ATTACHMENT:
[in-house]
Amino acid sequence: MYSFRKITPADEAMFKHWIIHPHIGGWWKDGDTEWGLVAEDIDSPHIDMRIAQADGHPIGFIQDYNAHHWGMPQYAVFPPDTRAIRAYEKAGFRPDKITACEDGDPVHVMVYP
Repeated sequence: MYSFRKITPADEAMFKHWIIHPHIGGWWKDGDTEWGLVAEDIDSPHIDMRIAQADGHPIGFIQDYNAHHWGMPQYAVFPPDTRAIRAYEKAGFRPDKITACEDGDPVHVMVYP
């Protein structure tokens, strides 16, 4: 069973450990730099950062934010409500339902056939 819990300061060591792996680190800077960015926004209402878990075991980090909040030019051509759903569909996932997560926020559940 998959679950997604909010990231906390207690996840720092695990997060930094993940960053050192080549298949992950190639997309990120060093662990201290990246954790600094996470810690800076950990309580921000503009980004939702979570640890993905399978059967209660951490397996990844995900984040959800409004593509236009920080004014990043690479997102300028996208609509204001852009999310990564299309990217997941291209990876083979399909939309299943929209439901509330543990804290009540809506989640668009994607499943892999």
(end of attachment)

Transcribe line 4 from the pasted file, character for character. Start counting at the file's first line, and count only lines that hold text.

């Protein structure tokens, strides 16, 4: 069973450990730099950062934010409500339902056939 819990300061060591792996680190800077960015926004209402878990075991980090909040030019051509759903569909996932997560926020559940 998959679950997604909010990231906390207690996840720092695990997060930094993940960053050192080549298949992950190639997309990120060093662990201290990246954790600094996470810690800076950990309580921000503009980004939702979570640890993905399978059967209660951490397996990844995900984040959800409004593509236009920080004014990043690479997102300028996208609509204001852009999310990564299309990217997941291209990876083979399909939309299943929209439901509330543990804290009540809506989640668009994607499943892999």